We’re now, officially, in a jam.

On the next pitch, the jam really gets jammed up.

Price hits Brandon Guyer on the elbow, his second hit batter on the day (Guyer, for the second time). Now it’s two men on, again, and doubt starts rippling through the minds of Farrell, the Boston fans, probably Price himself, and team ownership who shelled out insane amounts of money for a guy on the verge of an implosion here.

I didn’t clearly see the pitch, but Price looks dumbfounded and/or “miffed” “peeved” and “vexed” on the mound, as the TV feed shows the replay, and—wow—Guyer definitely leaned into that one, taking the “take one for the team” motto a little too far, dropping the elbow-guarded elbow into the pitch, a move reminiscent (one the TV guy says) of “the way Don Baylor used to lean into a pitch to get hit,” and of course the bush-league breakup of Max Scherzer’s perfect game last year by Jose Tabata. Still can’t believe that happened…

“That’s over the plate!” Price mouths on camera, his mouthguard peeking out again from the corner of his mouth.

The umpire gives Guyer passage to first base, and Price gets back to work, the chances of him escaping this inning now approaching zero.

Evan Longoria comes up. Price shudders. Finally, after the long run through the who-are-these-guys region of the lineup, we get the big slugger, standing there with his classic upright and open stance, waiting to follow up on the home run he hit earlier in the game.

Price deals against his long-time former teammate, and Longoria hits a rocket to left field off the scoreboard wall that “Skips right into the AL East standings!” bouncing around in Brock Holt’s hands, prompting the third-base coach to wave home the second runner, who originally had no business even trying to score—coming in safely as it’s now 6-5 Rays.

The camera stays on Holt, blowing bubble gum as he walks back to his position in left field, with a tough exterior that says Nah bro I’m not embarrassed, it’s all good, I’m a great fielder. Not like I made a mistake. I wanted to do that. I got this.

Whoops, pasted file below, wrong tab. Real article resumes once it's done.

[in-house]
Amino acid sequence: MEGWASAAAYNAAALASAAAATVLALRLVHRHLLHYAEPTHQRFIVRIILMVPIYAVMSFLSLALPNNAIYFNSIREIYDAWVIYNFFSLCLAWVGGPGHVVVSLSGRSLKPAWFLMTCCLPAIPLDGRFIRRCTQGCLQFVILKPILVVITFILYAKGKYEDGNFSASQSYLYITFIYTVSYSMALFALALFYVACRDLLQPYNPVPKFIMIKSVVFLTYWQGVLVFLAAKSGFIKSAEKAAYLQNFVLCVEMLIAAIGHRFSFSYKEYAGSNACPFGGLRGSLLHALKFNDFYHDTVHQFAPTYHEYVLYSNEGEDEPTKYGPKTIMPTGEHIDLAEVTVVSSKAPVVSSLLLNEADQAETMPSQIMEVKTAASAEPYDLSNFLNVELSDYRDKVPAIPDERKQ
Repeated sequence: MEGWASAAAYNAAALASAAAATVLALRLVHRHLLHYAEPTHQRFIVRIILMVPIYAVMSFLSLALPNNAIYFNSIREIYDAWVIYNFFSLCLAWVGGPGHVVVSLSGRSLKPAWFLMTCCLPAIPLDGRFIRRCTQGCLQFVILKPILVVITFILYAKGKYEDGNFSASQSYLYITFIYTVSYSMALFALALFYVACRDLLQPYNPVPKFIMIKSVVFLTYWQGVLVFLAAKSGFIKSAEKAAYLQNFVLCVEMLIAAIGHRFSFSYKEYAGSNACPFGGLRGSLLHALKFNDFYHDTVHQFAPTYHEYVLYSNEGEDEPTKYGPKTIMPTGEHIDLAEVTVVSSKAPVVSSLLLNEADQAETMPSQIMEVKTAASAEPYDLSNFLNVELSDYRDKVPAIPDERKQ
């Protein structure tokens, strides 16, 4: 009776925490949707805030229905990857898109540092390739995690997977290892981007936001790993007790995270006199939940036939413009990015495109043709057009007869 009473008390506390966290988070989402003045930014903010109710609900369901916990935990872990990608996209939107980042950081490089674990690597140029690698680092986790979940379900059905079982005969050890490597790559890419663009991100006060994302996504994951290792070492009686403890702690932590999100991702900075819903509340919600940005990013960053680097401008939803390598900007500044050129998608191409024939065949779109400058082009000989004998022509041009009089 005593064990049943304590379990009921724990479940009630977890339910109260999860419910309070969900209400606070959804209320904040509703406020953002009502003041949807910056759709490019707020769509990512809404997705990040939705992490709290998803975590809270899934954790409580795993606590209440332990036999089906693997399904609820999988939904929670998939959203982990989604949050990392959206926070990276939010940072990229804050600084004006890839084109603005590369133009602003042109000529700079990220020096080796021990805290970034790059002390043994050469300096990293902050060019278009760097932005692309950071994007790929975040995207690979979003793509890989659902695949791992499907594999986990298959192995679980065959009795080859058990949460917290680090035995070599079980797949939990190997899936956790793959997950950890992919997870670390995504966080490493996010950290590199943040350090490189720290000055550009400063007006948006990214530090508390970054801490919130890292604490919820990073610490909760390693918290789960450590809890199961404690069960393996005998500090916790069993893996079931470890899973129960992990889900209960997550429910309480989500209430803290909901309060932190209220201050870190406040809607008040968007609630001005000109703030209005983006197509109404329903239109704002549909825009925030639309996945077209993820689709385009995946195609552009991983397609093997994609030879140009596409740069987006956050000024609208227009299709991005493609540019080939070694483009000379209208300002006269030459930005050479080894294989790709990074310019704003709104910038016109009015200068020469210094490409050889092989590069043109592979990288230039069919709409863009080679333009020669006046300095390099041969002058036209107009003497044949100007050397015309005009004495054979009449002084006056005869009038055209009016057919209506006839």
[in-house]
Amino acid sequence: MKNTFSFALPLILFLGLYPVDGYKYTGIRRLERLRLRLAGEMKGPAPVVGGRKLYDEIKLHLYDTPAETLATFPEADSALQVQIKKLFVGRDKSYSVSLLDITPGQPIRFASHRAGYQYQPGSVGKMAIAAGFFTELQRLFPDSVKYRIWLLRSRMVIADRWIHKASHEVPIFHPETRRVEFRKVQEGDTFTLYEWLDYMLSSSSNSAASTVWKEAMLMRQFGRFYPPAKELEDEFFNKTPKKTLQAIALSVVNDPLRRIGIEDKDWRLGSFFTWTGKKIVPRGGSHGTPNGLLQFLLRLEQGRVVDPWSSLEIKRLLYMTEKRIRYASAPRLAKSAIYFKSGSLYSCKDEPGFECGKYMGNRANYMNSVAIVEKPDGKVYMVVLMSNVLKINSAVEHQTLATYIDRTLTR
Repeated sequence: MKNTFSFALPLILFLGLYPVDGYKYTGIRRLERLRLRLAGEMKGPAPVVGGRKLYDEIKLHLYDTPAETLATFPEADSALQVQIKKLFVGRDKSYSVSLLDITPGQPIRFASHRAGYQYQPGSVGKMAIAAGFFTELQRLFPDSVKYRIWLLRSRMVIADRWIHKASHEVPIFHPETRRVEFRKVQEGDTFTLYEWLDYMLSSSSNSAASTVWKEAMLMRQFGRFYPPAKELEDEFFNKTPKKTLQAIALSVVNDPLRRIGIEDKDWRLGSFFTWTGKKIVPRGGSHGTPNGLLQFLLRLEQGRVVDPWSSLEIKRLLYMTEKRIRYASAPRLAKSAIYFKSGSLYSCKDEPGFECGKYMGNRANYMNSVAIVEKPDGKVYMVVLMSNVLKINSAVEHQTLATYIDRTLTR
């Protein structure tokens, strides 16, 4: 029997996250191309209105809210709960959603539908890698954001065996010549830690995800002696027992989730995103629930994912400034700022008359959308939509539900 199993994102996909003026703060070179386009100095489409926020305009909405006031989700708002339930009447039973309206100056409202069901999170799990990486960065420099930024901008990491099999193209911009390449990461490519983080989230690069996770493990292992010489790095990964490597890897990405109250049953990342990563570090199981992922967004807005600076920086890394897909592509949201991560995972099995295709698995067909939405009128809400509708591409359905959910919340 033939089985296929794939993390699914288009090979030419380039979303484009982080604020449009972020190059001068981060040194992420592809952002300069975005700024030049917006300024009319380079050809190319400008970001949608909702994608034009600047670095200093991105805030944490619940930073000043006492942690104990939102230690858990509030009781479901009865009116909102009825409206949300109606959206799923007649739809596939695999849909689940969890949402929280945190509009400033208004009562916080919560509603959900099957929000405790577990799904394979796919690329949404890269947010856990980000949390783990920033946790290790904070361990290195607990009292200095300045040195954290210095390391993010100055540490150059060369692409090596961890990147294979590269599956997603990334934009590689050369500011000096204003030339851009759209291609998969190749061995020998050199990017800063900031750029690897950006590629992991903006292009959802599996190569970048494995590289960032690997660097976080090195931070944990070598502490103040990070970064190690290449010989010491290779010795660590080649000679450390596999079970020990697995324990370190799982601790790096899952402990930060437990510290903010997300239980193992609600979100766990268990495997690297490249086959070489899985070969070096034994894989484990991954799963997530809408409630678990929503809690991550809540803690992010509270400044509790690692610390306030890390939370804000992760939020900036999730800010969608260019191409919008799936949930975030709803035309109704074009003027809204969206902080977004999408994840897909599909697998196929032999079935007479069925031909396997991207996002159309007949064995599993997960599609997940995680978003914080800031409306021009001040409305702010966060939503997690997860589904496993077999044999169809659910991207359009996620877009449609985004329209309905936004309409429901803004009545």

Meanwhile John Farrell marches into the shady under-belly of the dugout and gets on the bullpen phone, saying Help! Please! My pitcher’s got a soft spot for his Tampa Bay old boys and refuses to get them out!

At this point, the green recycling sign on the Red Sox jerseys starts looking more and more like the state of their pitching staff after this game, a never-ending (but environmentally friendly) rotation of trash.

Price gets a high pop-up from the next guy up, finally, Vasquez catching it in the shade behind home.

Desmond Jennings comes up for the Rays, wasting no time continuing the jam, crushing the first pitch for a deep, home-run-esque drive to left, soaring and soaring, then sinking suddenly into a catchable ball off the wall, as Holt pauses the bubble-gum popping to ready for the catch and slams into the wall like an alley-cat crashing into aluminum trash cans, making a racket that echoes out over the park like a death knell for David Price’s season ERA and confidence among Red Sox nation.

He’s out of the game a minute later, replaced by Matt Barnes, who comes in and gives up an quick RBI single to Steve Souza Jr., Sousa-marching his way to first base, now 8-5 for the Rays.

Beckham comes back up, the green wheel of recycling now complete, striking out to end the inning.

So it comes to 8-5, and the Rays eventually hold on to win 12-8, in a wild, wacky game that puts both teams into a tie in the standings at 7-8—both with the chance to fall apart completely or make a big run for the AL East title.

As Wyclef Jean once said, Anything Can Happen.

 

 

Previously:

3rd Inning: WSH vs. ATL

10th Inning: SEA vs. TEX

7th Inning: BAL vs. BOS

8th Inning: CHC vs. CIN

8th Inning: SFG vs. LAD

6th Inning: KCR vs. NYM